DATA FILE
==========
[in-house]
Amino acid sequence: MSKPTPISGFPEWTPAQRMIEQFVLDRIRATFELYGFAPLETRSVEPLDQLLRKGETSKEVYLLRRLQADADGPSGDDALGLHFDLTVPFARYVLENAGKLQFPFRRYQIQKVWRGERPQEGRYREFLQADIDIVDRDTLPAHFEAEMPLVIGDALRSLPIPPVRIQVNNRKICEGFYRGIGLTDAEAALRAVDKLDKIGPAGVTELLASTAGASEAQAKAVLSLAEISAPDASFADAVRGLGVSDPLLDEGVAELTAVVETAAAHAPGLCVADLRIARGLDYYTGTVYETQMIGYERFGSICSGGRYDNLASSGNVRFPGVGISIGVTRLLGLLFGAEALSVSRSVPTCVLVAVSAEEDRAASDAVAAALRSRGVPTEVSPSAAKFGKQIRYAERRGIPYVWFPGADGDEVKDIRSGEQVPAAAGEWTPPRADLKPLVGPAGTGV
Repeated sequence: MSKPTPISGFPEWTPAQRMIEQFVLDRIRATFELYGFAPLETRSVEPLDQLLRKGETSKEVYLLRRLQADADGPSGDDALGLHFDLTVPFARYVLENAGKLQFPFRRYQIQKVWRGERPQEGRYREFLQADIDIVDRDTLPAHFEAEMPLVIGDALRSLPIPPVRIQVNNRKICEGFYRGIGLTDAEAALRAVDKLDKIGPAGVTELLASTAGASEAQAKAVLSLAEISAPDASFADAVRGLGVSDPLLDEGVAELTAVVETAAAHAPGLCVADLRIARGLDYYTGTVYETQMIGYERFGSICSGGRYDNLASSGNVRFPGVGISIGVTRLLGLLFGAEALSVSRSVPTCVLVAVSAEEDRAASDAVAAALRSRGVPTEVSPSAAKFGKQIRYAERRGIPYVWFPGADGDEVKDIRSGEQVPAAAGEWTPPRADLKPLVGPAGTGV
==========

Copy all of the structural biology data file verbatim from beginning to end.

[in-house]
Amino acid sequence: MSKPTPISGFPEWTPAQRMIEQFVLDRIRATFELYGFAPLETRSVEPLDQLLRKGETSKEVYLLRRLQADADGPSGDDALGLHFDLTVPFARYVLENAGKLQFPFRRYQIQKVWRGERPQEGRYREFLQADIDIVDRDTLPAHFEAEMPLVIGDALRSLPIPPVRIQVNNRKICEGFYRGIGLTDAEAALRAVDKLDKIGPAGVTELLASTAGASEAQAKAVLSLAEISAPDASFADAVRGLGVSDPLLDEGVAELTAVVETAAAHAPGLCVADLRIARGLDYYTGTVYETQMIGYERFGSICSGGRYDNLASSGNVRFPGVGISIGVTRLLGLLFGAEALSVSRSVPTCVLVAVSAEEDRAASDAVAAALRSRGVPTEVSPSAAKFGKQIRYAERRGIPYVWFPGADGDEVKDIRSGEQVPAAAGEWTPPRADLKPLVGPAGTGV
Repeated sequence: MSKPTPISGFPEWTPAQRMIEQFVLDRIRATFELYGFAPLETRSVEPLDQLLRKGETSKEVYLLRRLQADADGPSGDDALGLHFDLTVPFARYVLENAGKLQFPFRRYQIQKVWRGERPQEGRYREFLQADIDIVDRDTLPAHFEAEMPLVIGDALRSLPIPPVRIQVNNRKICEGFYRGIGLTDAEAALRAVDKLDKIGPAGVTELLASTAGASEAQAKAVLSLAEISAPDASFADAVRGLGVSDPLLDEGVAELTAVVETAAAHAPGLCVADLRIARGLDYYTGTVYETQMIGYERFGSICSGGRYDNLASSGNVRFPGVGISIGVTRLLGLLFGAEALSVSRSVPTCVLVAVSAEEDRAASDAVAAALRSRGVPTEVSPSAAKFGKQIRYAERRGIPYVWFPGADGDEVKDIRSGEQVPAAAGEWTPPRADLKPLVGPAGTGV